After WW2, Turanism died out in Finland and Communist Hungary. Modern Turanism, however, is an ideological staple of the Grey Wolves, a Turkish ultranationalist group, and far-right Jobbik, Hungary’s second-largest party.

Sources: American Political Science Review, Armenian Genocide.org, The Circle of Ancient Iranian Studies, Hurriyet Daily News, Jobbik.com

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The Excavation of Troy

hisarlik2It is the spring of 1873 and beneath the warm Turkish sun workmen labour at a mound of earth and stone. Standing guard over the shimmering blue waters of the Dardanelles, the causeway between Europe and Asia, lie the ruins of not one but nine overlapping cities each built, centuries apart, upon the ruins of the former.

The lead excavator, an eccentric German with too much time and money on his hands, has spent the last two years digging through the centuries in search of a fairy-tale city he is convinced lies buried at the bottom. As the sun reaches its apex and the workers scratch the surface of the penultimate layer, a woman’s voice pierces the air. It is the boss’s wife, a striking Greek lady 30 years her husband’s junior. In honour of Mr Schliemann’s birthday, she informs the team that their work for the day is done.

Confused, but glad to finish early on a full day’s salary, the workers return to their tents. Heinrich and Sofia Schliemann remain. He really turned 61 in January: the shrewd businessman simply does not trust his employees with what he is about to uncover. Submerged three thousand years beneath eight layers of ruin lies what he was searching for all along; the treasures of Ancient Troy.

Henrich schliemannUnlike Howard Carter or Arthur Evans, Schliemann was not a trained archaeologist. His father could not afford schooling, so at 14 Schliemann joined an Amsterdam trading firm and started his own at 25. Based out of Saint Petersburg, he worked as an indigo trader, a speculator in the California Gold Rush and a military contractor in the Crimean War. His gift for languages, risky investments and financial knack paid off; Schliemann retired with a fortune at 36.

Heinrich Schliemann was socially awkward, secretive and suspicious of everyone around him, preferring the company of books to people. Since a boyhood dream of a burning Troy he was obsessed with the works of Homer, naming his son Agamemnon, and carrying a copy of the Iliad wherever he traveled. Ignoring the wisdom of the time Schliemann believed the cities of Homer were real places; the story of the Trojan War rooted not in a blind bard’s imagination but historical fact.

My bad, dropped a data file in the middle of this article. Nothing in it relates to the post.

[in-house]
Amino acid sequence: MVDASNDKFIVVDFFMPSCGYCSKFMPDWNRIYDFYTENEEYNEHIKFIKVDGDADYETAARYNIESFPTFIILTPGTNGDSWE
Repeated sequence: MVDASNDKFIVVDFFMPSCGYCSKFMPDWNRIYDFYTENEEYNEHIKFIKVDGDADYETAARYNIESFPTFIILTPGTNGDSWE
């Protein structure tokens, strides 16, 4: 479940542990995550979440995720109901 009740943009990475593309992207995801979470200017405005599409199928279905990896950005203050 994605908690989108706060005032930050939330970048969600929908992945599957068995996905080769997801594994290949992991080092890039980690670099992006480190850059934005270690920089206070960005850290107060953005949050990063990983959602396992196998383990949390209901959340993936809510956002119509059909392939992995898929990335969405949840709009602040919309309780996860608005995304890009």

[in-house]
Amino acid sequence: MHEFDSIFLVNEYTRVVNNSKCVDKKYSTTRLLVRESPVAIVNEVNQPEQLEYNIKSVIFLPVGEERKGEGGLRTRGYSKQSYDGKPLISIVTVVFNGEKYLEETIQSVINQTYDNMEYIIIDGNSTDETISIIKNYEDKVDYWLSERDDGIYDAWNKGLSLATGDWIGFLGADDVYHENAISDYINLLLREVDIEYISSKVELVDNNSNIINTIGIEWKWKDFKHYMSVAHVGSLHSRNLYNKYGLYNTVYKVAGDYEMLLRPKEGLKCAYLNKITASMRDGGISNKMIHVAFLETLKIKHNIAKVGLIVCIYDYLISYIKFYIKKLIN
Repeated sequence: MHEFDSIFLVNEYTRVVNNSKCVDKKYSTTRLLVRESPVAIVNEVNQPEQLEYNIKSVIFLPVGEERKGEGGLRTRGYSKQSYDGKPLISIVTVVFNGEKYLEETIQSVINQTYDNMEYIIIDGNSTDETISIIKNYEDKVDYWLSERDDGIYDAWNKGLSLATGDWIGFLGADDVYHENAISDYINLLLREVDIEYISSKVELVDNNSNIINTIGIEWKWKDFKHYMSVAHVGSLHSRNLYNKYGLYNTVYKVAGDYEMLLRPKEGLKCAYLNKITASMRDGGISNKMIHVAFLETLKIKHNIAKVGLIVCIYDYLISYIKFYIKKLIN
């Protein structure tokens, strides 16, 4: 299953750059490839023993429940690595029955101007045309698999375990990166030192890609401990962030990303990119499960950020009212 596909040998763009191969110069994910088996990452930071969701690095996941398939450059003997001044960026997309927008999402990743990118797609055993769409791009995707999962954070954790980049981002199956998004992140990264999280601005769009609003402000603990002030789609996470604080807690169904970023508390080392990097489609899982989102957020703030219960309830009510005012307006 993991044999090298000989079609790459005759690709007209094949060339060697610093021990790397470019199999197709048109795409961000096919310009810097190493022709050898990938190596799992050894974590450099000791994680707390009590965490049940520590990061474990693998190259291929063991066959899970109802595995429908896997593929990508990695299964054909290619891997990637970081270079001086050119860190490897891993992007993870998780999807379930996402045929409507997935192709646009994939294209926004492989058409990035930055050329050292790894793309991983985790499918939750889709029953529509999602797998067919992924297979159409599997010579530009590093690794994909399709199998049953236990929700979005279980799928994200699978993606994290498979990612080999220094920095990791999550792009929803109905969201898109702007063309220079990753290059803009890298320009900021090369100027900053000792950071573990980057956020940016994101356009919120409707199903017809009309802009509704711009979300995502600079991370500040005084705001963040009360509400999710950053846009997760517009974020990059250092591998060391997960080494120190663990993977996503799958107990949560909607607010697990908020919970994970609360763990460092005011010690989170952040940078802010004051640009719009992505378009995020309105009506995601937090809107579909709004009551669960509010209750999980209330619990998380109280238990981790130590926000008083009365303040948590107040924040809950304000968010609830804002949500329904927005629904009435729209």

tell.jpg

A typical East Mediterranean tell

The Mediterranean Coast is dotted with giant mounds or tells that mark the ruins of ancient cities. The Iliad placed Troy on Anatolia’s eastern coast, and Schliemann spent years unearthing various tells in the area to no avail. It was not until he met Frank Calvert, a British Archaeologist on a similar quest, that Schliemann began digging at Hisarlik. Richer by far, the German tycoon seized control of the excavation, side-lined Calvert and took full credit for their discoveries.

sofia schliemann

Sophia Schliemann, wearing the Jewels of Helen

That day in 1873 Schliemann uncovered no less than 8,000 artefacts. Diadems, rings and necklaces of gold and silver, copper cauldrons, goblets, knives and axe heads filled the halls of King Priam.

Most valuable of all were the ‘Jewels of Helen’, an illustrious diadem made of 16,353 gold pieces. Bribing his Turkish supervisor, Schliemann smuggled the treasure to Germany and donated it to the Royal Museum in Berlin. Here it remained until Soviet troops stormed the city in 1945 and spirited the riches away to Moscow.

Taking the broken walls, and charred remains as evidence of Greek invasion, Schliemann proclaimed he had discovered the Troy of Legend.

hisalrik tresure.jpg

 “I have proved that in a remote antiquity there was in the plain of Troy a large city, destroyed of old by a fearful catastrophe, which had on the hill of Hisarlık only its Acropolis with its temples and a few other large edifices, southerly, and westerly direction on the site of the later Ilium; and that, consequently, this city answers perfectly to the Homeric description of the sacred site of Ilios.”

The Nine Layers of Hisarlik

  • Troy IX: 85 BC – 500 AD (Roman,)
  • Troy VIII: 700 – 85 BC (Greek, destroyed by Gaius Fimbria)
  • Troy VII: 1300-1190 (historical Troy, Late Bronze Age, destroyed by Greek invaders)
  • Troy VI: 1800 – 1400 BC (destroyed by earthquake)
  • Troy V: 1800 – 1600 BC (fate unknown)
  • Troy IV: 2100 – 1950 BC
  • Troy III: 2250-2100 BC
  • Troy II: 2600 – 2250 BC (Schliemann’s Troy, Early Bronze Age)
  • Troy I: 3000– 2600 BC)

hisarlik layers

He had discovered Ancient Troy, it turned out, but it was not the layer he presumed. Troy II predated the Greek Bronze Age by a thousand years. The Homeric Troy, was most likely Troy VII one of the less impressive ruins Schliemann had decimated in his quest for something greater. What lost civilization had built the second citadel at Hisarlik, or crafted the so called Treasures of King Priam remains a mystery to this day.

Sources:

  • Maitland Armstrong Edey, Lost World of the Aegean
  • Archaeology.org